- Button (2) and (3) have the textalign set to right.

- Do not worry about the buttons' size, NativeGeometry will manage that.

Create now three graphics, two horizontal and one vertical and set their foreground color to "192,192,192". (1)

Note for MacOS X: Horizontal graphics will be hidden on MacOS X, but on Windows/Linux they must be here in order to have a consistent GUI. (If you look at the first screenshot graphics are hidden on Mac OS X).

Select one of the horizontal graphics (1), set its left to the left of the stack (2) and resize the right to the right of the stack (3).

Click the button (4) to set the top of the graphic.

Select (1) the menubar group (2), and use the bottom property (3) and remove 2 pixels. (4).

This little tricks make the graphic invisible on Windows Vista/7, but on Linux/Windows XP the graphic will be present.

We will set the top of the three buttons to the bottom of the previously set graphic.

Select the three buttons, set their geometry top relative to an object (click button (2)), select (3) the graphic that we have placed before (4), set the read property to "bottom" (5) and add one pixel. (6)

We will set now the left of the first button to the left of this card + 2.

So, select the button (1), then click the button to set the object relative to another one (2) (or an advanced relation).

Type "this card" inside the "Target:" field (3), and set the property read to "left" (4) and add 2 pixels. (5).

Save the relations, the first button is now set.


Set the left of button "Open" to the right of the first button.

Place the vertical graphic. The left of the vertical graphic should be to the right of button "Open" +2 pixels. Note: Do not set the bottom of the graphic, we will do that later.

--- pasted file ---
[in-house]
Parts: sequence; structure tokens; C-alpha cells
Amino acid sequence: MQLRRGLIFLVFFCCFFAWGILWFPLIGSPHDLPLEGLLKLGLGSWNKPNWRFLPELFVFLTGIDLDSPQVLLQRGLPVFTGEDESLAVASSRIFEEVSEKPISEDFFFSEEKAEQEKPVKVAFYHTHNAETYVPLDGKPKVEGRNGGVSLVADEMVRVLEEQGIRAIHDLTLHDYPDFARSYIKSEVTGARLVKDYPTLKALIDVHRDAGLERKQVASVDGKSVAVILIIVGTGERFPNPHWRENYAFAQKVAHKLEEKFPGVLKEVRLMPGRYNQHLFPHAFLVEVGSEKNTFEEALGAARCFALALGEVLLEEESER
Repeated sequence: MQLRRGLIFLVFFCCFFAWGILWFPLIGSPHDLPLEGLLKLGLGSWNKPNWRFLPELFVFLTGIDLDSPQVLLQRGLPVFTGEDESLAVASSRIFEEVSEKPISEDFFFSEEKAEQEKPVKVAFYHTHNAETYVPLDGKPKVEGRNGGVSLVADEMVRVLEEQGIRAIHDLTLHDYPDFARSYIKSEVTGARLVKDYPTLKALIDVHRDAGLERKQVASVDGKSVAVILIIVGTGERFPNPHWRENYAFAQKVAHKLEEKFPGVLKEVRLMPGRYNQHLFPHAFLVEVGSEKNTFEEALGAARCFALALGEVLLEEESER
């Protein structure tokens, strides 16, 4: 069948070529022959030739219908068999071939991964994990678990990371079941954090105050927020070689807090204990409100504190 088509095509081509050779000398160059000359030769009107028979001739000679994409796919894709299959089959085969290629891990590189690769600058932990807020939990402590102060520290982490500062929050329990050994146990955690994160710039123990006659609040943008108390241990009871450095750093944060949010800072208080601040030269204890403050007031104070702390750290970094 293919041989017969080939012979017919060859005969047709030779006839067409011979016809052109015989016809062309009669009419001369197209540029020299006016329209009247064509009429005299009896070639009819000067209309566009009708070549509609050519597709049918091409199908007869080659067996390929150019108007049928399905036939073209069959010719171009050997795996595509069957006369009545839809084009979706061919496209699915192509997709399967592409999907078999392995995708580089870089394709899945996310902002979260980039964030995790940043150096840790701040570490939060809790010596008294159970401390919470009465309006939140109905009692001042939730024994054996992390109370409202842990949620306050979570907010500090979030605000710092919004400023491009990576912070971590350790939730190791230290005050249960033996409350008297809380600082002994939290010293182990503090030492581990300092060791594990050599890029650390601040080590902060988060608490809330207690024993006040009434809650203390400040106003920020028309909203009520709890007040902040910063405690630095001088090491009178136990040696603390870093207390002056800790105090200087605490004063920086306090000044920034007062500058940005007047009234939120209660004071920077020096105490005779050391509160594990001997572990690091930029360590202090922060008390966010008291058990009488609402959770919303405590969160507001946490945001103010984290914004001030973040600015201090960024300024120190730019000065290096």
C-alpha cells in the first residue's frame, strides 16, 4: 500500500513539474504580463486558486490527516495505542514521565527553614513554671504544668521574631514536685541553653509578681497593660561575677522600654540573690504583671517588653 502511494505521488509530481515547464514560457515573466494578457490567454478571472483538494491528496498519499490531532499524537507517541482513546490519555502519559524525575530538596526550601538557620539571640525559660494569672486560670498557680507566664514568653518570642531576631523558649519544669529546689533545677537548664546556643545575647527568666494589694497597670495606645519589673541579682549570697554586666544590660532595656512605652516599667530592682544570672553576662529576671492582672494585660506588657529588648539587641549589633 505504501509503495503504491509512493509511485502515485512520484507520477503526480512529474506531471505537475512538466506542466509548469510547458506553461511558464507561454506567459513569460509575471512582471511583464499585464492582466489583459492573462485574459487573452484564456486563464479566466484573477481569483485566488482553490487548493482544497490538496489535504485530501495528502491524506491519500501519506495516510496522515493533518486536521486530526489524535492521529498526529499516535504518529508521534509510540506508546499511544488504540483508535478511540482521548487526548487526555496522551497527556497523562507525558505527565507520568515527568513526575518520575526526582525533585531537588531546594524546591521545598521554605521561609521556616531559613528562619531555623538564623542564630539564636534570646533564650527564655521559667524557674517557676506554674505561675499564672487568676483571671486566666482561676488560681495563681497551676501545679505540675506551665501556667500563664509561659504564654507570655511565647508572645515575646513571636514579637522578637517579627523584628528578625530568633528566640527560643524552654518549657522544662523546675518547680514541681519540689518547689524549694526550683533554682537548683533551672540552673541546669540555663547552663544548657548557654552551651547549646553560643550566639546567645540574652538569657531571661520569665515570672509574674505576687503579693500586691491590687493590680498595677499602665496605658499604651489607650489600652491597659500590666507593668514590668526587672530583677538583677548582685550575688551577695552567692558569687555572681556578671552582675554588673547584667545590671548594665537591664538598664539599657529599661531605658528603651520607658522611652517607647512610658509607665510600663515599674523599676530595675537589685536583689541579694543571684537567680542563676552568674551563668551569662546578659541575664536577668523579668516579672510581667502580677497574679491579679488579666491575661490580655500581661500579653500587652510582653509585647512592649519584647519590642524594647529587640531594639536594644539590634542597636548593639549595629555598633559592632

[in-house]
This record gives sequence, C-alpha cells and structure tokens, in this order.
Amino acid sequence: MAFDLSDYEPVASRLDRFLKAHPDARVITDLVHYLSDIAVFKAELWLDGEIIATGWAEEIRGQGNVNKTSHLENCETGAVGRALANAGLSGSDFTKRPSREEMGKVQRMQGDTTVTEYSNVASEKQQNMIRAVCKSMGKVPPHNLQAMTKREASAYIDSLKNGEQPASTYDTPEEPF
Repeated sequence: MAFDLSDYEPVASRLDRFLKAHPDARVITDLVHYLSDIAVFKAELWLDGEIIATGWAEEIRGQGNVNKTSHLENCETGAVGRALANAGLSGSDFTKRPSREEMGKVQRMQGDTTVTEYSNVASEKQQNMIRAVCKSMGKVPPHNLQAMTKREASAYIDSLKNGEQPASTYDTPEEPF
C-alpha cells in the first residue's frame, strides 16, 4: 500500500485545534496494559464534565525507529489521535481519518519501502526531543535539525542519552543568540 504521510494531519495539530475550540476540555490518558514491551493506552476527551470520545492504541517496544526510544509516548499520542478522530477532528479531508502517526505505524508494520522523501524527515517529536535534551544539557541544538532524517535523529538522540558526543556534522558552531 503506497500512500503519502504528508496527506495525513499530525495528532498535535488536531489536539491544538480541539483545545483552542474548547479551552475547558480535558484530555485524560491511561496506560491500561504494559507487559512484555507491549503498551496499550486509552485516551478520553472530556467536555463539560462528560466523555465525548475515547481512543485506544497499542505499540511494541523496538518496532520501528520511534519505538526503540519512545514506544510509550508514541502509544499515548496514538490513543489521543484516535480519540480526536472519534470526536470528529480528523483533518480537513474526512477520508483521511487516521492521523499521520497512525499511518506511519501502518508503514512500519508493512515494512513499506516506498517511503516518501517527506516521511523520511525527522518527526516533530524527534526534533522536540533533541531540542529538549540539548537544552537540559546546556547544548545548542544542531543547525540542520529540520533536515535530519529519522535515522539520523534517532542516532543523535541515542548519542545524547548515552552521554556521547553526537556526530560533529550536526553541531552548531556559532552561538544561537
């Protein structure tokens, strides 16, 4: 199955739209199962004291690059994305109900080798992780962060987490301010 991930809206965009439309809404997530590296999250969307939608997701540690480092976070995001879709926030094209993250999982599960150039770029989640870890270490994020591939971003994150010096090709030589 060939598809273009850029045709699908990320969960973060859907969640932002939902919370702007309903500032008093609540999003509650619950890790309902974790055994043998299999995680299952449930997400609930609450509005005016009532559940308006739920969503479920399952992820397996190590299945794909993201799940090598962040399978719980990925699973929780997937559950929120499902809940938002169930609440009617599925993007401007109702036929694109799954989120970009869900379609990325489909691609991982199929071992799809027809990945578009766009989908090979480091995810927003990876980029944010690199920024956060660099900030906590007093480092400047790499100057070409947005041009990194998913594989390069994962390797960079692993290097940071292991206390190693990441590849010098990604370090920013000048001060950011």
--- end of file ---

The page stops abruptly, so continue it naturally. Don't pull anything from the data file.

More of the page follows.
Set the left of the third button to the right of the vertical graphic +2 pixels.

You should have something that looks like the above screenshot. (1)

Now, select the three toolbar buttons (1), then group them by clicking (2).

Set the margins of the newly created group to "0" (1).

Now set the geometry of the second horizontal graphic (1), set the top of the graphic to the bottom of group created previously. (2)

Edit the geometry properties of the vertical graphic (1), and resize its bottom to the bottom of the second horizontal graphic. (2)

We now have a toolbar designed and you will note that so far we did not have to write any scripts! With just a few clicks we have made a cross-platform interface.

Now, we must write one script, this script is to have a nice toolbar :)

Fifth - The toolbar buttons hovering action

Fifth - The toolbar buttons hovering action

RunRev introduced in version 3.5 the "behavior" property. This property enables you to introduce some object oriented programming into LiveCode.

What we want to do is have our buttons in the toolbar show their border when hovered over with the mouse. Instead of copy/pasting the same scripts into all our buttons, we will set an object that contains the script, and our toolbar buttons will "inherit" the script of this object.

So, create a button, and name it "behavior_toolbar".


Edit its scripts, and set it to the following (1):

on mouseEnter

  set the showborder of me to true

  pass mouseEnter

end mouseEnter

on mouseLeave

  set the showborder of me to false

  pass mouseLeave

end mouseLeave